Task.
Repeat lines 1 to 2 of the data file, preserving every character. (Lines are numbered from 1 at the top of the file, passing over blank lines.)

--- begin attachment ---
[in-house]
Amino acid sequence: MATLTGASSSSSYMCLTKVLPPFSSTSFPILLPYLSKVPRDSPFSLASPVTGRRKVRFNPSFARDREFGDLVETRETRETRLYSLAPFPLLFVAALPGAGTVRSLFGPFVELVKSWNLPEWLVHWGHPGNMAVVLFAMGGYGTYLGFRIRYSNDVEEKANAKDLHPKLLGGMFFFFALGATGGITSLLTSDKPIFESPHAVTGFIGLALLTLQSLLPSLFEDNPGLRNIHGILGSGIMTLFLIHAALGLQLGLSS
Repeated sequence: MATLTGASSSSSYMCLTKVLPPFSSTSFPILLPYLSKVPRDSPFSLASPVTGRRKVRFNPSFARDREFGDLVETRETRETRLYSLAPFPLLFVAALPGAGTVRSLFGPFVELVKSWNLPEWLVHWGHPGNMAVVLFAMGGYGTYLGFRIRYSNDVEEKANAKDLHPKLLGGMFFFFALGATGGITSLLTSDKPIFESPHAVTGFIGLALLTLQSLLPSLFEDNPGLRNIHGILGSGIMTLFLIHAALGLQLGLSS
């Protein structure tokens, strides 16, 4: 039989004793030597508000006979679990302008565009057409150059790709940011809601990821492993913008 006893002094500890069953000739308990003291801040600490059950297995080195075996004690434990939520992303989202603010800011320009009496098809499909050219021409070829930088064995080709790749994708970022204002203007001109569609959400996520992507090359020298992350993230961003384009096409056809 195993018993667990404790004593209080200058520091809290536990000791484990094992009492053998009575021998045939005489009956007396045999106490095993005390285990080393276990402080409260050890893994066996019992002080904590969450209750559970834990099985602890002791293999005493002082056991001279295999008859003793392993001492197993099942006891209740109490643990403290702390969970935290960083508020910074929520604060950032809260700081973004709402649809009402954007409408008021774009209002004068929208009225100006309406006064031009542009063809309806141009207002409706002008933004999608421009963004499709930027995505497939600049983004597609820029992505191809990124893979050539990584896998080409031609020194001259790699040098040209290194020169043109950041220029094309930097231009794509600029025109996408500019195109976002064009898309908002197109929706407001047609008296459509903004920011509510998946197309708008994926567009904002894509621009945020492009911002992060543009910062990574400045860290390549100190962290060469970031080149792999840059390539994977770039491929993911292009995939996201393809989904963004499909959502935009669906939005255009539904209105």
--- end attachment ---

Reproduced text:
[in-house]
Amino acid sequence: MATLTGASSSSSYMCLTKVLPPFSSTSFPILLPYLSKVPRDSPFSLASPVTGRRKVRFNPSFARDREFGDLVETRETRETRLYSLAPFPLLFVAALPGAGTVRSLFGPFVELVKSWNLPEWLVHWGHPGNMAVVLFAMGGYGTYLGFRIRYSNDVEEKANAKDLHPKLLGGMFFFFALGATGGITSLLTSDKPIFESPHAVTGFIGLALLTLQSLLPSLFEDNPGLRNIHGILGSGIMTLFLIHAALGLQLGLSS